Macro beginner

Daigoro

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I’m an experienced photographer but I’m new to macro. I would like to take a series of forced perspective photos around my city of small toy/model vehicles with famous cites of the city out of focus behind them. I thought of using a reverse ring but I think this is a bit too extreme. I am looking for a solution where all or nearly all of a model, say VW Bus that is 1:24 is in focus as well as some of the stone ground around it and everything else can be very or severely out of focus. The cites in my city are so iconic, even if they’re severely out of focus, it will be obvious where it was taken.
 

RAZKY

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I’m an experienced photographer but I’m new to macro. I would like to take a series of forced perspective photos around my city of small toy/model vehicles with famous cites of the city out of focus behind them. I thought of using a reverse ring but I think this is a bit too extreme. I am looking for a solution where all or nearly all of a model, say VW Bus that is 1:24 is in focus as well as some of the stone ground around it and everything else can be very or severely out of focus. The cites in my city are so iconic, even if they’re severely out of focus, it will be obvious where it was taken.
I believe macro lenses would be the most convenient way to to go - generally one brand's as good as another. Your city's famous sites and foreground subjects are likely to be of various sizes, so for starters I would buy an inexpensive set of extension tubes and experiment with a variety of focal lengths before investing in macro lenses. You're probably right that a reverse ring would be too extreme.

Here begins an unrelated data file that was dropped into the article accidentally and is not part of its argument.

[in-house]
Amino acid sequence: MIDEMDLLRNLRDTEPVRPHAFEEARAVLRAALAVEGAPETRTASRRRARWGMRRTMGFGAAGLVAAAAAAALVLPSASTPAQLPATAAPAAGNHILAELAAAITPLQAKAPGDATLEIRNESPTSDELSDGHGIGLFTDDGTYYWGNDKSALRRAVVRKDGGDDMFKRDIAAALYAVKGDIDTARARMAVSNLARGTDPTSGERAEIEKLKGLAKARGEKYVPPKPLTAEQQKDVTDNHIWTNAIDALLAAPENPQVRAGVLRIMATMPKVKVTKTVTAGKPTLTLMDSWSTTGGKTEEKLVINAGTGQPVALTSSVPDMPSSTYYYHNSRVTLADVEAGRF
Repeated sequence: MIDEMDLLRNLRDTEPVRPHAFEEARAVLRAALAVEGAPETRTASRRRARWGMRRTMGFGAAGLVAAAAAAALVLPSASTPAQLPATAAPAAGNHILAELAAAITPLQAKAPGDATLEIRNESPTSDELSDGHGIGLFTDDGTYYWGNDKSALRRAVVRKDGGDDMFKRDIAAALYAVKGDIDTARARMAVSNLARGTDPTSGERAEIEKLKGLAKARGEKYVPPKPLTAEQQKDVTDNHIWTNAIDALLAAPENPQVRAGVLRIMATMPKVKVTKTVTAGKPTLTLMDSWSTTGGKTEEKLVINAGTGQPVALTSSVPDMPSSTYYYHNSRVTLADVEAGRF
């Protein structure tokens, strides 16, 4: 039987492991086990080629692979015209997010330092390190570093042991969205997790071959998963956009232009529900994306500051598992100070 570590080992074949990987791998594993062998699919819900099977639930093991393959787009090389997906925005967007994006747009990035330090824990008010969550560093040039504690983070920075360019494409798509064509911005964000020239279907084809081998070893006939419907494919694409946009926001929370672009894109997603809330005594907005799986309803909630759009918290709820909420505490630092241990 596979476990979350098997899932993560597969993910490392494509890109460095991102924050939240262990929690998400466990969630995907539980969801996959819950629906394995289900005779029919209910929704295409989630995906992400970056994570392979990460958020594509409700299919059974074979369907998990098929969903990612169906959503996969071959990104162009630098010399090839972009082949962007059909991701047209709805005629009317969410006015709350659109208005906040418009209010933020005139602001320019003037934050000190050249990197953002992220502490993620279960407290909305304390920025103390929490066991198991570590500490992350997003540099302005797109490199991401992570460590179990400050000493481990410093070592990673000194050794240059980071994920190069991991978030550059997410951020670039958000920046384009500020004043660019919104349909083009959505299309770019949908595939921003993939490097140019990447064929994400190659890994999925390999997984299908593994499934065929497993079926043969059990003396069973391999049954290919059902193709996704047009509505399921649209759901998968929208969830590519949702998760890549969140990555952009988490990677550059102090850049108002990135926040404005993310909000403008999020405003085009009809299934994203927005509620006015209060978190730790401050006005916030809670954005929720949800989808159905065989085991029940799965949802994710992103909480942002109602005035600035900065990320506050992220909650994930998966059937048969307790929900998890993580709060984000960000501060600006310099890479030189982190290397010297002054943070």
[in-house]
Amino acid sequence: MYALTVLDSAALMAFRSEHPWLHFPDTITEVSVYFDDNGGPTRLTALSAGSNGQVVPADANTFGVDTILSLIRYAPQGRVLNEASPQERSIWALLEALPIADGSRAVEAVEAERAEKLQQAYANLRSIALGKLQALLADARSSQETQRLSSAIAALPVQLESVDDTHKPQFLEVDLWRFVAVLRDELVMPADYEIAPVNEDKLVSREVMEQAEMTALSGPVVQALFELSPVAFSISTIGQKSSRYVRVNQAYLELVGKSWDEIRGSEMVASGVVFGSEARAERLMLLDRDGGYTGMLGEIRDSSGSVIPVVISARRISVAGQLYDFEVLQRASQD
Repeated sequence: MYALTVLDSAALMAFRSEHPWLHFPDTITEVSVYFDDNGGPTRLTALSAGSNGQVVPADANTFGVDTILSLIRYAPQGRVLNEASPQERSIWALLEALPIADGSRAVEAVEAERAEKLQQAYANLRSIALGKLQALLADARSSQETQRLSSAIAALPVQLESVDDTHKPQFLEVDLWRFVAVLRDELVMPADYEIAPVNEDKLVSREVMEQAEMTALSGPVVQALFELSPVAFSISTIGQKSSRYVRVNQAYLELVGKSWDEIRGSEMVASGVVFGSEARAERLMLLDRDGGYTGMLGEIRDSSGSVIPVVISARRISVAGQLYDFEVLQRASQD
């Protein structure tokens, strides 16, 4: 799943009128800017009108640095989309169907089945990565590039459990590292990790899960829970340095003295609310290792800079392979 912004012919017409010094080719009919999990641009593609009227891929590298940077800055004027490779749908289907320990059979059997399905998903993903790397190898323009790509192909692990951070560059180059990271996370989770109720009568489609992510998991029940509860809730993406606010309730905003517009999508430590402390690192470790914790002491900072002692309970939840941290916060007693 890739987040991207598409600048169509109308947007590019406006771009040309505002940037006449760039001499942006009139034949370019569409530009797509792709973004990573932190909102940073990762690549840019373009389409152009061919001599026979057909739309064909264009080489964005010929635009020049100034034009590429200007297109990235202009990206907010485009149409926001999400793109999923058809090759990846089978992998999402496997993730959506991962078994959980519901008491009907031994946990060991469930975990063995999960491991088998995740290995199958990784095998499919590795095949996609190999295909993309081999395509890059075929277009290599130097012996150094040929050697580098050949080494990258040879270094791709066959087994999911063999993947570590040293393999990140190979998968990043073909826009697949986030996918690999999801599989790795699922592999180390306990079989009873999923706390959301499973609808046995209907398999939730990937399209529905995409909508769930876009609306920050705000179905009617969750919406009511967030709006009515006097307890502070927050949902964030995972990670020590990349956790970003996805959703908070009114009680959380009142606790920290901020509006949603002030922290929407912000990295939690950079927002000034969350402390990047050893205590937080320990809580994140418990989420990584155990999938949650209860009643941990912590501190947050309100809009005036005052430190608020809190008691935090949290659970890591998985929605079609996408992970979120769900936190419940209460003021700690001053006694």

Edit: Without knowing more about your sensor size and the background distances, it's nigh on to impossible to recommend focal lengths.
 
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Daigoro

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I believe macro lenses would be the most convenient way to to go - generally one brand's as good as another. Your city's famous sites and foreground subjects are likely to be of various sizes, so for starters I would buy an inexpensive set of extension tubes and experiment with a variety of focal lengths before investing in macro lenses. You're probably right that a reverse ring would be too extreme.